William Gray Purcell was born in Wilmette, Illinois in
1880. He was raised by his grandfather, William Cunningham Gray, editor of "The
Interior", a religous magazine, on the same street that Frank Lloyd Wright would
later build his first home on. Purcell graduated from Oak Park and River Forest High
School in 1899 and went on to graduate from Cornell University in 1903 with a degree in
architecture. It was at Cornell University that he met his future partner George Feick Jr.
He then returned to Chicago and obtained work with Louis Sullivan for five months. While
he was there he met another of his future partners, George Grant Elmslie
With work on the decline in Sullivans office,
Purcell left for Los Angeles to visit Myron Hunt and Elmer Grey and then on to San
Francisco where he worked for John Galen Howard. He left San Francisco for Seattle and the
firm of Charles H. Bebb and Leonard L. Mendel in 1905. In 1906 he returned to Oak Park for
a short stay and shortly thereafter left for Europe and Asia with former college classmate
George Feick Jr.
Upon their return to the United States in 1907, Purcell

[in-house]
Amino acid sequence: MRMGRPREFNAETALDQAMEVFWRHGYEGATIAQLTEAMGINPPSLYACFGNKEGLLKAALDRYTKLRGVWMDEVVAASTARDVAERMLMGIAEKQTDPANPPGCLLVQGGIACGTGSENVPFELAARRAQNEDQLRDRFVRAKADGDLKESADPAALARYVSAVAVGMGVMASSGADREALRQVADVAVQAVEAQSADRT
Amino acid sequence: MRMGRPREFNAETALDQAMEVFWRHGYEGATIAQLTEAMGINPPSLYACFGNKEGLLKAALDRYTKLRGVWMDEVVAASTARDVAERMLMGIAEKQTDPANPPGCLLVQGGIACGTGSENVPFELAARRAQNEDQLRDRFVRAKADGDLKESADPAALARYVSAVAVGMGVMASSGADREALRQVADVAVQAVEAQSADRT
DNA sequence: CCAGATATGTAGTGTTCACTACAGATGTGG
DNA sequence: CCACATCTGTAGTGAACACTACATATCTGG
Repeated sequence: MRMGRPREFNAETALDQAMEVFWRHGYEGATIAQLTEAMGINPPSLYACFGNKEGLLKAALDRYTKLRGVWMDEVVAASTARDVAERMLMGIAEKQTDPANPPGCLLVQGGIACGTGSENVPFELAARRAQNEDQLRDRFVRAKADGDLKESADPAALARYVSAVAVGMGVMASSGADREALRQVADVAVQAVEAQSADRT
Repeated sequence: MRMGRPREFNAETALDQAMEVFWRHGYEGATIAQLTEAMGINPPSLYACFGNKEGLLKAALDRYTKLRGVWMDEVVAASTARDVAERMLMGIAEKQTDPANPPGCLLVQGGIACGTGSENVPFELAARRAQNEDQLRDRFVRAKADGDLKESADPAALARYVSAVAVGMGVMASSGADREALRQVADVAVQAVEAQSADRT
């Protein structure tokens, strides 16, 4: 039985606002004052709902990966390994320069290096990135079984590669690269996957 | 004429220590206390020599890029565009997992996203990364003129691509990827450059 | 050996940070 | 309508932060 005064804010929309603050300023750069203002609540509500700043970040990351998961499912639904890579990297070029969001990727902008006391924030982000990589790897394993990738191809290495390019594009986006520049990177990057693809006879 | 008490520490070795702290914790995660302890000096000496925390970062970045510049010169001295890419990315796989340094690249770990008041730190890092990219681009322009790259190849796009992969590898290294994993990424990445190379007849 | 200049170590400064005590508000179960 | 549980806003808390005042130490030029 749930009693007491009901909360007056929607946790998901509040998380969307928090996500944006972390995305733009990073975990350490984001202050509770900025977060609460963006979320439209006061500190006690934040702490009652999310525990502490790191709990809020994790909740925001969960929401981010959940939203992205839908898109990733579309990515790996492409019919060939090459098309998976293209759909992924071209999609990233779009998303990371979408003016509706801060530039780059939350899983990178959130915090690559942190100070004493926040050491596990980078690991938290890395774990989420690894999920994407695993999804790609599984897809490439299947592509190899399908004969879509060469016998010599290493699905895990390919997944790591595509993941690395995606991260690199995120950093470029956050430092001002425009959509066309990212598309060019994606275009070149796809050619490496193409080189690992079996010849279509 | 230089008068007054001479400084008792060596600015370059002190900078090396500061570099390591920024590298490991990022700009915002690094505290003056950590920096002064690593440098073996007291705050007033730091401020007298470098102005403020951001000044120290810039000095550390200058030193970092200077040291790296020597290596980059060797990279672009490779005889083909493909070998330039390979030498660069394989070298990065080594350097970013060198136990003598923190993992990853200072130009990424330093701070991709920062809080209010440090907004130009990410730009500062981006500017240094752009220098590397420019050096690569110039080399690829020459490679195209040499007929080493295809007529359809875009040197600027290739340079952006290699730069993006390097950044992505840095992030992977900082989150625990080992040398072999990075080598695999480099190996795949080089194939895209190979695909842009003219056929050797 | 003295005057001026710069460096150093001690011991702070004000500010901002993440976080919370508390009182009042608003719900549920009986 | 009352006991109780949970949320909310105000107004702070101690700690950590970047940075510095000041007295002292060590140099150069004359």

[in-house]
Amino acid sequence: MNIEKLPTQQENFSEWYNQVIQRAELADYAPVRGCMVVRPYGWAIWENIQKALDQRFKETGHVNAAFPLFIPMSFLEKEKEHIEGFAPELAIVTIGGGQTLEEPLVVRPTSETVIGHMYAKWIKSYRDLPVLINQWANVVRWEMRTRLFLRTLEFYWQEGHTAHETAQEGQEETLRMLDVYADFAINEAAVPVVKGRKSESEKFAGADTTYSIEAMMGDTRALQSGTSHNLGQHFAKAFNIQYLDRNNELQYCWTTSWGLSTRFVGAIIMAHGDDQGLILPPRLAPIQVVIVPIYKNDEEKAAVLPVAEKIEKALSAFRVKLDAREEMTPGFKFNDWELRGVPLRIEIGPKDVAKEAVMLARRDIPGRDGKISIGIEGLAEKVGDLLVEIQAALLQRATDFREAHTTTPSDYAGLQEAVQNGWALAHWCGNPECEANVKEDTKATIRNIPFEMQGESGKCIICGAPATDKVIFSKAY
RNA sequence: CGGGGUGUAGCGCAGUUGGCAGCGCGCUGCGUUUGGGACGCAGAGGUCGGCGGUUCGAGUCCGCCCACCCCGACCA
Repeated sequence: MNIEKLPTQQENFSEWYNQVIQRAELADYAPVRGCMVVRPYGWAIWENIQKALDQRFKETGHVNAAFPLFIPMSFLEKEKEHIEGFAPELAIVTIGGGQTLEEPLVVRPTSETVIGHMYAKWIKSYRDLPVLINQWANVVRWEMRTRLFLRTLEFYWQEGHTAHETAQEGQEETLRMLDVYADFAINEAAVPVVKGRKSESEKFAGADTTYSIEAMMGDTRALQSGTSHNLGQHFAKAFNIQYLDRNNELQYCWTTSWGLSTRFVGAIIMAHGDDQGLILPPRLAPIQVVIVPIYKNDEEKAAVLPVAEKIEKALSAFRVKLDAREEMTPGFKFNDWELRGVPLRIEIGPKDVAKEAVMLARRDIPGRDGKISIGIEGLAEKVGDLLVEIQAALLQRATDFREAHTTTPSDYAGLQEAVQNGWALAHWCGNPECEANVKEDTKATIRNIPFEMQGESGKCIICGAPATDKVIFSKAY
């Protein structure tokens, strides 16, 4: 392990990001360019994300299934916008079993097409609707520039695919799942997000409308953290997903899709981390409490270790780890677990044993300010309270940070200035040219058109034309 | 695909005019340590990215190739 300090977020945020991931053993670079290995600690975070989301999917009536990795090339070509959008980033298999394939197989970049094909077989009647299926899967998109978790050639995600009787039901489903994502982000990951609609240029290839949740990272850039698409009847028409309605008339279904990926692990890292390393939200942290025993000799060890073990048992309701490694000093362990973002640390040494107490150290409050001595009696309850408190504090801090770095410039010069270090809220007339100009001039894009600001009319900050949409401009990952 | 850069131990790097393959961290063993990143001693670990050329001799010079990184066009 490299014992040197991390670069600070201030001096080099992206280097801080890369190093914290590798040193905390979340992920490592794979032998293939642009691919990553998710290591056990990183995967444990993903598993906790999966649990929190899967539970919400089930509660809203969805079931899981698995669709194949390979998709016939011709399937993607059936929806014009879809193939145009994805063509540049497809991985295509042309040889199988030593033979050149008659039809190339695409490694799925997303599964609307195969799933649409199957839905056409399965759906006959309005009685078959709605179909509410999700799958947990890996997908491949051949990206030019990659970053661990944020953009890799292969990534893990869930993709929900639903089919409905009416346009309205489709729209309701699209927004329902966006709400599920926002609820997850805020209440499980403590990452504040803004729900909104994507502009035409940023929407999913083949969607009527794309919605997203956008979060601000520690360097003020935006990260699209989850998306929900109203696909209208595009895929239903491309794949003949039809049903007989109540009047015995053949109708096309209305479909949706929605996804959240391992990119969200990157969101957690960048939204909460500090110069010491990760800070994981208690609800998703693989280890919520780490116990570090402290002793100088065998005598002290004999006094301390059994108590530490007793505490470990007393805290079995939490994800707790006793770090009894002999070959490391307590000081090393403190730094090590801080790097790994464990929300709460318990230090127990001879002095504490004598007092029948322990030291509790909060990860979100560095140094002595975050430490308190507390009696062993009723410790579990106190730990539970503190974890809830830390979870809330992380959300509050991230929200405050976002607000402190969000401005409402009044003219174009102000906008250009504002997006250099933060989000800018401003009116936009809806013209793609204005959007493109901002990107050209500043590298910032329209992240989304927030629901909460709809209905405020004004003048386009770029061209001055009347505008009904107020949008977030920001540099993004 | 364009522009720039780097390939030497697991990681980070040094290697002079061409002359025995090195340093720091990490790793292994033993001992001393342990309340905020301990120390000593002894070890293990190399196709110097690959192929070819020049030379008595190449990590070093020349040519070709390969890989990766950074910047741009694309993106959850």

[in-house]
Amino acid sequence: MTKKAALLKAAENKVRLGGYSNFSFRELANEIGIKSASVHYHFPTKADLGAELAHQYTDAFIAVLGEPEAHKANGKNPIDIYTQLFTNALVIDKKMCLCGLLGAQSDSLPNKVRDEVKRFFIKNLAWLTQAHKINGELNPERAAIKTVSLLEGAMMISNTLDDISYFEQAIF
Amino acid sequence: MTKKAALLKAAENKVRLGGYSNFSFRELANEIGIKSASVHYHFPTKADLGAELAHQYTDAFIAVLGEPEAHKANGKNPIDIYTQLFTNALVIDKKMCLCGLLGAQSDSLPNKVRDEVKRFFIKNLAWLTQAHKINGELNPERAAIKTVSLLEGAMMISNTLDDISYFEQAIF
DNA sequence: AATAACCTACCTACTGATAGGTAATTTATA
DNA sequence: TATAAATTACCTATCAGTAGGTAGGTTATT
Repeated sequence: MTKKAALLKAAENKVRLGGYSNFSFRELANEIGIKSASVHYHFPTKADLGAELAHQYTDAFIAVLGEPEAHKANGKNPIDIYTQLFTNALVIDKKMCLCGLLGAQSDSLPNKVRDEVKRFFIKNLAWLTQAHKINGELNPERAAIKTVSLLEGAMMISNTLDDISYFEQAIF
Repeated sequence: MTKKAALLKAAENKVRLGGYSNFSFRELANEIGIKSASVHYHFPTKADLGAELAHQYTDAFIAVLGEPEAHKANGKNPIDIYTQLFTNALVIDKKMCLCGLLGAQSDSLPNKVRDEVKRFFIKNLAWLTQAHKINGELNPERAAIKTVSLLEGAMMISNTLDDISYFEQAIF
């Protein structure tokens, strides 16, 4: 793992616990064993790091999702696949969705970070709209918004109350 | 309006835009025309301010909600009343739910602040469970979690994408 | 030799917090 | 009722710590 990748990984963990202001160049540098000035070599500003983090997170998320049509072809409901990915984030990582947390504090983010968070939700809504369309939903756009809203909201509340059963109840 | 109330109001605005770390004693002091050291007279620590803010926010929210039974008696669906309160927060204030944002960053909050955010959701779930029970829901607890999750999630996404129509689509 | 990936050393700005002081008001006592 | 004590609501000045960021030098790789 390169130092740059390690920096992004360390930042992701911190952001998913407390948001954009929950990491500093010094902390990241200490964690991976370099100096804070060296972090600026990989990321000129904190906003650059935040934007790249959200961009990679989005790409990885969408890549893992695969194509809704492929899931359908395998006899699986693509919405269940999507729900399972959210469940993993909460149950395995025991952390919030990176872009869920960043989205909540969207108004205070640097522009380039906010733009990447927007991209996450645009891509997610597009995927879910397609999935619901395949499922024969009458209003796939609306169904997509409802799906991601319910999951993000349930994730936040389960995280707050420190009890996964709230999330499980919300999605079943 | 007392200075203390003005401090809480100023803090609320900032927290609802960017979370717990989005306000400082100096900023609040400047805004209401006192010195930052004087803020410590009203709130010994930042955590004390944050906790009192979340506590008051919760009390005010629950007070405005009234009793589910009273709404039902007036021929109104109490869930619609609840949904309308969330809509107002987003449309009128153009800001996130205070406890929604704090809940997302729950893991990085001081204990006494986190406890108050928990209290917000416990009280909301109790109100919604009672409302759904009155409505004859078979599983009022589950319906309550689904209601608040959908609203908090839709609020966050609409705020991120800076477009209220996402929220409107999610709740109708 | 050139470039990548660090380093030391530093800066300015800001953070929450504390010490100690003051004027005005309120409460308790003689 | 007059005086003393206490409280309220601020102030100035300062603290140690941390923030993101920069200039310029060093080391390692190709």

and Feick established their partnership in Minneapolis, Minnesota. The firm was known for
designing churches, residences and various types of civic and commercial buildings
throughout California, Connecticut, Massachusetts and the Midwest. They received their
first bank commission in 1907, the unrealized First National Bank in Winona, Minnesota.
Their design for the bank, which was derived from Wrights Unity Temple, was rejected
for a more classical design. It was not until 1911 that Purcell, Feick & Elmslie (who
had joined the firm in 1909) got their chance to execute a bank in Winnona, the Merchants
Bank Of Winona. Over the course of a decade the firm had executed over 70 buildings along
with numerous other unrealized designs, making them the most productive of the Prairie
In 1913 George Feick Jr. left the firm, while Purcell
and Elmslie continued their partnership officially until 1922. The new partnership of
Purcell and Elmslie produced numerous banks across the Midwest as well as the Woodbury
County Courthouse in Sioux City, Iowa in collaboration with former Sullivan protégé
William L. Steele.
During World War I he moved to Philadelphia to take a
position as advertising manager for a local Philadelphia firm, but then returned to
Minneapolis in 1919, as the company entered into bankruptcy. In 1920 Purcell went into
semi-retirement because of failing health and moved to Portland, Oregon. In Portland he
became the director of the Architects Small House Service Bureau and an editorial
assistant for Northwest Architect magazine. Purcell moved to Pasadena, California at the
end of the decade and ultimately retired there. He continued to write until his death on
April 11, 1965. He was buried in the Forest Home Cemetery in Forest Park, Illinois under
the monument that he designed while a student at Cornell for his grandfather, in the
family burial plot.